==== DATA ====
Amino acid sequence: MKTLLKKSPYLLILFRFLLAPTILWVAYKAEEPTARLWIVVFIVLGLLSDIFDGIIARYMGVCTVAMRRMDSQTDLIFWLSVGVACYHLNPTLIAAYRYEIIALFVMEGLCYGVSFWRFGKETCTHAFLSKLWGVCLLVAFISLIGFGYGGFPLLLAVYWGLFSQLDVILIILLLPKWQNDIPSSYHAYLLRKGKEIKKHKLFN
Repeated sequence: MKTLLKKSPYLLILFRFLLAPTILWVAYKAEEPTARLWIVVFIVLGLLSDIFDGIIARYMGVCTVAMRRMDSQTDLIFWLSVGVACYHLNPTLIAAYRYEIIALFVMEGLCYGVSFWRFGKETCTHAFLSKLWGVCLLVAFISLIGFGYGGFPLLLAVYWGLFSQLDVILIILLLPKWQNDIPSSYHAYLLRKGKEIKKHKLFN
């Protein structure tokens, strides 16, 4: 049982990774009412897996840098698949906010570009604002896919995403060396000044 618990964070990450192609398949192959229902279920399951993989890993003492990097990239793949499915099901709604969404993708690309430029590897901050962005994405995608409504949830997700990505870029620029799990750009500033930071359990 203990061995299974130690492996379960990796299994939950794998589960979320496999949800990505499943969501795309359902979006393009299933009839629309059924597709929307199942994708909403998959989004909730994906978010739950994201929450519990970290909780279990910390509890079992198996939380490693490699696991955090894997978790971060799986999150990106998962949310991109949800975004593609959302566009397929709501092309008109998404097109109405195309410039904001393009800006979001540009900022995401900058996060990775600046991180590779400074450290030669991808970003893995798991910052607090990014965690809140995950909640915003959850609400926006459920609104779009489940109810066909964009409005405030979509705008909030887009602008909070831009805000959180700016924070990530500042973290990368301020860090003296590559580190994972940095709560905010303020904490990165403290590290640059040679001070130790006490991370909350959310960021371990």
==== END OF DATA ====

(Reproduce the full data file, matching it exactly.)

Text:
Amino acid sequence: MKTLLKKSPYLLILFRFLLAPTILWVAYKAEEPTARLWIVVFIVLGLLSDIFDGIIARYMGVCTVAMRRMDSQTDLIFWLSVGVACYHLNPTLIAAYRYEIIALFVMEGLCYGVSFWRFGKETCTHAFLSKLWGVCLLVAFISLIGFGYGGFPLLLAVYWGLFSQLDVILIILLLPKWQNDIPSSYHAYLLRKGKEIKKHKLFN
Repeated sequence: MKTLLKKSPYLLILFRFLLAPTILWVAYKAEEPTARLWIVVFIVLGLLSDIFDGIIARYMGVCTVAMRRMDSQTDLIFWLSVGVACYHLNPTLIAAYRYEIIALFVMEGLCYGVSFWRFGKETCTHAFLSKLWGVCLLVAFISLIGFGYGGFPLLLAVYWGLFSQLDVILIILLLPKWQNDIPSSYHAYLLRKGKEIKKHKLFN
């Protein structure tokens, strides 16, 4: 049982990774009412897996840098698949906010570009604002896919995403060396000044 618990964070990450192609398949192959229902279920399951993989890993003492990097990239793949499915099901709604969404993708690309430029590897901050962005994405995608409504949830997700990505870029620029799990750009500033930071359990 203990061995299974130690492996379960990796299994939950794998589960979320496999949800990505499943969501795309359902979006393009299933009839629309059924597709929307199942994708909403998959989004909730994906978010739950994201929450519990970290909780279990910390509890079992198996939380490693490699696991955090894997978790971060799986999150990106998962949310991109949800975004593609959302566009397929709501092309008109998404097109109405195309410039904001393009800006979001540009900022995401900058996060990775600046991180590779400074450290030669991808970003893995798991910052607090990014965690809140995950909640915003959850609400926006459920609104779009489940109810066909964009409005405030979509705008909030887009602008909070831009805000959180700016924070990530500042973290990368301020860090003296590559580190994972940095709560905010303020904490990165403290590290640059040679001070130790006490991370909350959310960021371990």